Richard is now in Guldagergaard, (pronounced Gooliagoor or something pretty similar) which is in the town on Skaelskor – a harbour town on the south west coast of the biggest island of Denmark, about four hours by road from Copenhagen. Skaelskor faces the mainland part of Denmark that’s joined on to Germany these days.
Richard won the Residency at Guldagergaard from then judge, Paul Scott, two Portage Awards ago. We set it up sitting in my back yard when Paul was here and we were talking about what might benefit NZ ceramic practices. After discussing and making a case for the advantages that come from residencies and such exchanges, Paul simply telephoned Guldagergaard (he is a regular teacher there) and bingo, one residency to add to the rewards of entering the Portage – if you’re lucky. Stratton was our first winner but last year he could not go so its availability lapsed for the last competition. I went there again last year and it was reinstituted and it will figure in the prizes again for this year’s Portage.
Finally Richard is there. Guldagergaard is set in a beautiful park that is steadily becoming bedecked with large scale outdoor ceramic sculpture made by former residents. The studios and kilns etc are in the former stables there. The entire complex was once a grand estate. Here is Richard’s image… taken from the front steps of the residence and office building toward the old stables.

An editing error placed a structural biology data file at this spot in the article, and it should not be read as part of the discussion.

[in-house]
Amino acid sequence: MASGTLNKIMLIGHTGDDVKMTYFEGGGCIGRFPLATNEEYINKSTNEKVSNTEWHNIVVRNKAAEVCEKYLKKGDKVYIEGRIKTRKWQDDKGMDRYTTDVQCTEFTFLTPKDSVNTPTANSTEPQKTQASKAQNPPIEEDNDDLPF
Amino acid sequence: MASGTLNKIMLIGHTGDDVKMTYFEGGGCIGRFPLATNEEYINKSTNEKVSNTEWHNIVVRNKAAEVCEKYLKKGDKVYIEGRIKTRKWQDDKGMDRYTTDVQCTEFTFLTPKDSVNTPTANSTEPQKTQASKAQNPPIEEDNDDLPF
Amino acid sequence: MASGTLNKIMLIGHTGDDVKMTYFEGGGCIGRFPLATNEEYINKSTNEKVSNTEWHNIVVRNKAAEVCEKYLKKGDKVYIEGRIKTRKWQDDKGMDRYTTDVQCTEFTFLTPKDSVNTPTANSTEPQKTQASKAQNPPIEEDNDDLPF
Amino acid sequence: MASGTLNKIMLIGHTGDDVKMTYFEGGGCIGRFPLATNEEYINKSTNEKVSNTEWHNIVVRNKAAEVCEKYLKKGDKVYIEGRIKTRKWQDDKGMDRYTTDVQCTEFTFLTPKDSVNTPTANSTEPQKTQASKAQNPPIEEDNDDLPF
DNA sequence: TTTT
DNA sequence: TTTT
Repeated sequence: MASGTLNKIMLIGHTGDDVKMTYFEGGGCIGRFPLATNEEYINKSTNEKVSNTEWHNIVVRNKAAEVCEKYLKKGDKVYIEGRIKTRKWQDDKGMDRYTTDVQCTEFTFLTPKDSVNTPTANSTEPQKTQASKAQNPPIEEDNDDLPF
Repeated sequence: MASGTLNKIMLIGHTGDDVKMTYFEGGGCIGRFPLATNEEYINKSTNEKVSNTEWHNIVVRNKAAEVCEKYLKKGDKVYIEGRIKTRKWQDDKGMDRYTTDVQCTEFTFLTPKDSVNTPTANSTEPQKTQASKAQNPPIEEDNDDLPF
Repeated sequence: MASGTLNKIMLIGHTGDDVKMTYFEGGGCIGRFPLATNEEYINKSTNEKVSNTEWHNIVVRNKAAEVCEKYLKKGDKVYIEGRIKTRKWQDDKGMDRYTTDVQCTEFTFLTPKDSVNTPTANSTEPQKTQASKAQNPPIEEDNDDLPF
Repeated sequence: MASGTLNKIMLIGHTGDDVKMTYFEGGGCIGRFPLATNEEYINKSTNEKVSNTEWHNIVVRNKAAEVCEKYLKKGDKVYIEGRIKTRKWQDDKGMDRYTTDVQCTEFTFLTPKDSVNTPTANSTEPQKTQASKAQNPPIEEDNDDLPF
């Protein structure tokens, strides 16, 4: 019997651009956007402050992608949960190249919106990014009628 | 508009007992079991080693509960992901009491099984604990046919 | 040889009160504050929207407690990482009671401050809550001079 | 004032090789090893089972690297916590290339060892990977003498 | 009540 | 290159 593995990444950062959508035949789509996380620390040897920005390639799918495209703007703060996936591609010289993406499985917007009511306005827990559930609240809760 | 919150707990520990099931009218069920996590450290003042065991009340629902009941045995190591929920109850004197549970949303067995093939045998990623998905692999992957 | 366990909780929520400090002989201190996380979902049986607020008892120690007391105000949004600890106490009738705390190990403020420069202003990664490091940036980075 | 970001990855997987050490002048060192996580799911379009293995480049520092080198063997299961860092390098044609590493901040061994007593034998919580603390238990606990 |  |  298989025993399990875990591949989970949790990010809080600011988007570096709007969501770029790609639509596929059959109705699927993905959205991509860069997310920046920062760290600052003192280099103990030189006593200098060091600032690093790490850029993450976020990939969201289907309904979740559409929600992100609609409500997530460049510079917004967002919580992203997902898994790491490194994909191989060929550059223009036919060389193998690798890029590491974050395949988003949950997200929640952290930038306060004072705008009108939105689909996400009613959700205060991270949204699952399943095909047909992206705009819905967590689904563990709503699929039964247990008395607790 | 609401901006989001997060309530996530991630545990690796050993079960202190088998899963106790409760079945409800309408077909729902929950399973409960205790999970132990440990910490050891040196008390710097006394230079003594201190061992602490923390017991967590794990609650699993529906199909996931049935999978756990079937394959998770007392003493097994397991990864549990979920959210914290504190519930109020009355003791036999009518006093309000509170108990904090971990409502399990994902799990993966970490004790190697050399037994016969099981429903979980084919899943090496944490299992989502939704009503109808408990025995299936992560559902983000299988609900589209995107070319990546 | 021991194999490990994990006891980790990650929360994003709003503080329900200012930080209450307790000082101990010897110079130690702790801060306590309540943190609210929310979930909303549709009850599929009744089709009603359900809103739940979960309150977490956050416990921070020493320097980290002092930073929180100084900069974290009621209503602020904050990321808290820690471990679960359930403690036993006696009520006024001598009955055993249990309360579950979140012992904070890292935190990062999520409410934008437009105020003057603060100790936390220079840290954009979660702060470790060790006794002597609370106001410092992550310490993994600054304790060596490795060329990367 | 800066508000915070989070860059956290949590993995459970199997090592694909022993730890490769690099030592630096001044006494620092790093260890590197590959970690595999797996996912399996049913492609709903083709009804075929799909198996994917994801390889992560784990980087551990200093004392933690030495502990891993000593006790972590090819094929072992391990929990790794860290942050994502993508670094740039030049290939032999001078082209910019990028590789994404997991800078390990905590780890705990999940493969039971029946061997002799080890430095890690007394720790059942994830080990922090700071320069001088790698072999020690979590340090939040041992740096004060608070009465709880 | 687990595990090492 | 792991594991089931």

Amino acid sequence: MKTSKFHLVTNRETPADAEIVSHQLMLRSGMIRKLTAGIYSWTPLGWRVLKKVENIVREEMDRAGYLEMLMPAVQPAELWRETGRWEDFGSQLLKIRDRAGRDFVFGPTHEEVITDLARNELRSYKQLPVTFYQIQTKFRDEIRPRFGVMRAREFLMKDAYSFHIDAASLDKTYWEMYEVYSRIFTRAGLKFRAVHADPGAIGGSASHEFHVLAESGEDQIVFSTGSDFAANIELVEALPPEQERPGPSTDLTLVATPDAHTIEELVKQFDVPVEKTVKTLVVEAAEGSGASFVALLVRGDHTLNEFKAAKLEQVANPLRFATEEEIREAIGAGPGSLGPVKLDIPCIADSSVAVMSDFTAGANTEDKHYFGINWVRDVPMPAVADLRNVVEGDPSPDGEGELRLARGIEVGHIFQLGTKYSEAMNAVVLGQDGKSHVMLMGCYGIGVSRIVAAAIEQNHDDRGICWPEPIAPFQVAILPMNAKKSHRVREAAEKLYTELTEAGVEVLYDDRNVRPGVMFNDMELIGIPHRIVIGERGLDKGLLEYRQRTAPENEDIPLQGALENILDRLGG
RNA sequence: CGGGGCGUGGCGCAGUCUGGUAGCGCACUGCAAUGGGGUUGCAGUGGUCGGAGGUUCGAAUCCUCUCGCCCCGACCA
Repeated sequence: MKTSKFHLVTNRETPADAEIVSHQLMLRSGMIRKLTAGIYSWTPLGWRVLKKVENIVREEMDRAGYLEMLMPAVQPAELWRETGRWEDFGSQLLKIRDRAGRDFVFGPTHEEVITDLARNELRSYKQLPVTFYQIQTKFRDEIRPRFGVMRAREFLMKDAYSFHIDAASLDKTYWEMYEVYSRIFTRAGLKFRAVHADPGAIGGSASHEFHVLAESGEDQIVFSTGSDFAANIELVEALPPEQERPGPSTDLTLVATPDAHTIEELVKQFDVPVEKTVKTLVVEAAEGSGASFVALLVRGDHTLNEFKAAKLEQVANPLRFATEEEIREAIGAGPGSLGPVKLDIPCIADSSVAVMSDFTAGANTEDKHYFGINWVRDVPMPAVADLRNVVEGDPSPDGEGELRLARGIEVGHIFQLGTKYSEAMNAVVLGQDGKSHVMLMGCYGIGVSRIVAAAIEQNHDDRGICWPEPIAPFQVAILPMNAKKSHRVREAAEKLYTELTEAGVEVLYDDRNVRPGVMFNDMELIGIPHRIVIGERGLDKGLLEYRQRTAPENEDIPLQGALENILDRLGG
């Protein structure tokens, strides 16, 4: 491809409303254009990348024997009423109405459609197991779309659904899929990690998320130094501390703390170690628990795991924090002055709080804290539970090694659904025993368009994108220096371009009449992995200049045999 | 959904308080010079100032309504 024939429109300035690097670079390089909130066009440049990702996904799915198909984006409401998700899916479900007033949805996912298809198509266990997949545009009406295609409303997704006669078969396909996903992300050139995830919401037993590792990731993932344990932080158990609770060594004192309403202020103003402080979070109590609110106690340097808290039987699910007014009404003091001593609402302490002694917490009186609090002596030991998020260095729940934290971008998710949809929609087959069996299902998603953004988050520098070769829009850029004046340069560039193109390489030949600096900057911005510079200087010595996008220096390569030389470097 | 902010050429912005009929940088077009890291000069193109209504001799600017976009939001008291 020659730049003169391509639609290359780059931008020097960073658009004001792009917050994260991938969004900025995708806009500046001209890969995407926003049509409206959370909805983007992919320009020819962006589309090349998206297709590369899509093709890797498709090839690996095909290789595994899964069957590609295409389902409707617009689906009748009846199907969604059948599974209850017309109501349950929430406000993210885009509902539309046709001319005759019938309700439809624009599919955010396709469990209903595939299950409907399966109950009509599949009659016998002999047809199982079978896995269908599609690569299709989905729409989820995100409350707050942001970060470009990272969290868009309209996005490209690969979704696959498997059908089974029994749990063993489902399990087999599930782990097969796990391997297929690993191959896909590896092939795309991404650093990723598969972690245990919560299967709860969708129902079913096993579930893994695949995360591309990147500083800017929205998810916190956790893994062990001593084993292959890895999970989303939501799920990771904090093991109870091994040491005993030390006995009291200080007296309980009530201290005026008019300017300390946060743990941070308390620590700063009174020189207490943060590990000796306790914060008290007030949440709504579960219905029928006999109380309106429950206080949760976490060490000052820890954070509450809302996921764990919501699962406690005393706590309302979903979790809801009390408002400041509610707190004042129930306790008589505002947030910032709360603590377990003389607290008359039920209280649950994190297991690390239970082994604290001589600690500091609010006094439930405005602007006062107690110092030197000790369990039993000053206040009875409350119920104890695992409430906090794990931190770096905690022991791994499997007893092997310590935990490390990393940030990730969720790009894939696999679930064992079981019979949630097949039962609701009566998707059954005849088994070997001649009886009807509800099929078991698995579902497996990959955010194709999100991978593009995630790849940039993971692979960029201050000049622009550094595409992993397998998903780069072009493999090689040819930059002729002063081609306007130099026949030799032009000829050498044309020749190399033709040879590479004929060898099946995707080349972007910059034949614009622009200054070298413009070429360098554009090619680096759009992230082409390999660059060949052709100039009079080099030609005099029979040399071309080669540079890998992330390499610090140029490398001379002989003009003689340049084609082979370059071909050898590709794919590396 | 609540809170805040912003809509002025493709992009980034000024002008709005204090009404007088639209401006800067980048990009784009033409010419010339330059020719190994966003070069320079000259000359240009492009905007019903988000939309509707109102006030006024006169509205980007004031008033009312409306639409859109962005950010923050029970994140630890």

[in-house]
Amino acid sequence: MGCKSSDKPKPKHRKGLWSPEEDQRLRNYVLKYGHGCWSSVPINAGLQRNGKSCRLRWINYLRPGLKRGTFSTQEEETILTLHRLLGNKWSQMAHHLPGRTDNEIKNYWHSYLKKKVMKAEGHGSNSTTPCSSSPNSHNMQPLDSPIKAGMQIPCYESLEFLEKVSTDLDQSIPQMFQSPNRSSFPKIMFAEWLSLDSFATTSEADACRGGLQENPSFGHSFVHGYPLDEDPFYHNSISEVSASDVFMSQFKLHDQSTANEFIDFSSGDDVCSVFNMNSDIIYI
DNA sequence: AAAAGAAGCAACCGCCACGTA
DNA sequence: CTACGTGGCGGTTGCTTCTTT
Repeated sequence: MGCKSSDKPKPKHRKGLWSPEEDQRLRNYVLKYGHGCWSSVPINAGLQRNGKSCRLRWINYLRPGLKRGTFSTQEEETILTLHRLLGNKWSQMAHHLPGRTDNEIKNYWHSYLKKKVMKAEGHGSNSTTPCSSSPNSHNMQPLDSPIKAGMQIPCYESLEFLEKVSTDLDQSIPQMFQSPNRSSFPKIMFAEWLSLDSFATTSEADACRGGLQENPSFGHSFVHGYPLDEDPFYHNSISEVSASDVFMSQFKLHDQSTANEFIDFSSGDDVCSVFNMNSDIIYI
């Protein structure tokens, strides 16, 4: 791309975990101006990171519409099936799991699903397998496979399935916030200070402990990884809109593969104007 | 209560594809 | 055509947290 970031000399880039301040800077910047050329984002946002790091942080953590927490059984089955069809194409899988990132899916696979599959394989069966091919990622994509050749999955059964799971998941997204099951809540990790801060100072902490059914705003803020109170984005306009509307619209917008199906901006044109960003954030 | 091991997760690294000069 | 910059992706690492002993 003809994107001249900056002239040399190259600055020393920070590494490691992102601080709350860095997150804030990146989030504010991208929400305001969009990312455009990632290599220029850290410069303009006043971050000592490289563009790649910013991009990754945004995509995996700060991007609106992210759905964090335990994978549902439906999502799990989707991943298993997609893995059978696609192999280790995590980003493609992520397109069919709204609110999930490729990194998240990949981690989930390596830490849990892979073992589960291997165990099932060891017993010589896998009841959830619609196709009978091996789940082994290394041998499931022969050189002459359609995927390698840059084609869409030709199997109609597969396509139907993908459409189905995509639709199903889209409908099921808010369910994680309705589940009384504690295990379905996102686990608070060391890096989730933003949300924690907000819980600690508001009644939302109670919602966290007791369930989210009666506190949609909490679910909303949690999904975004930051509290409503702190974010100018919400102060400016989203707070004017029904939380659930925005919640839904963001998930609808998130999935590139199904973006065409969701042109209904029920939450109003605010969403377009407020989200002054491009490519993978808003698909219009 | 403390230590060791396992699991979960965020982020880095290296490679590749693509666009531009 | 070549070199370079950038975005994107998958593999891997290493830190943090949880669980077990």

Well it has been over a week since I exited the train after a twelve hour journey from Germany, no Kroner in my pocket and pulling a 50 kg case behind me.
Since this time I have assimilated into an Artist in Residence at Guldagergaard.
Guldagergaard is based in a small township of Skaelskor, about a 15 minute bus ride south of Slagelse as the crow flies.
When you start here, life becomes a bit surreal, you live, eat and work at Guldagergaard, along with other visiting artists and the studio assistants. The latter can usually outnumber the artists.
A usual day consists of starting at 9am and breakfast, then all day studio work till 7pm, break to eat a communal dinner, then back to work or watch a movie.
As you can imagine, the work that you make drives your studio time. One thing is that you have to bring almost everything in the way of tools, with you as well as an Ipod or something similar as everybody uses one in the studio.
Regarding the setup: Kilns of all types and sizes and the plaster room is fully functional with extractor fans and lathes. There are technicians and staff to help you with those new techniques that you are wanting to try, from print to 3d printer.
This place pulls you out of your comfort zone which is a good thing. Here you cannot just run to the local pottery supplier to peruse the shelves for that perfect stain. It’s all Ebay and online and not cheap.
This leads to a sort of dazed, what am I doing here? kind of thing but the feeling only lasts a couple of days.
I have heard stories of other residents not leaving the premises for a month, only stepping out to the local supermarket for their supplies when it is their turn to cook. Residents take turns to supply and cook dinner so that cross cultural eating takes place and you can also get a taste of ‘home’. Skaelskor is not known for its night life.
The other artists, assistants and staff make this place what it is. They become your network and family.
My studio partner and housemate is Justin Novak from America, he is leaving this week for another residency in Rome but he is a regular here at Guldagergaard as I am sure I will be as well.
So, we’ll look forward to another billet-doux from Denmark in due course – maybe with more pictures and see what work he, and others there , are doing.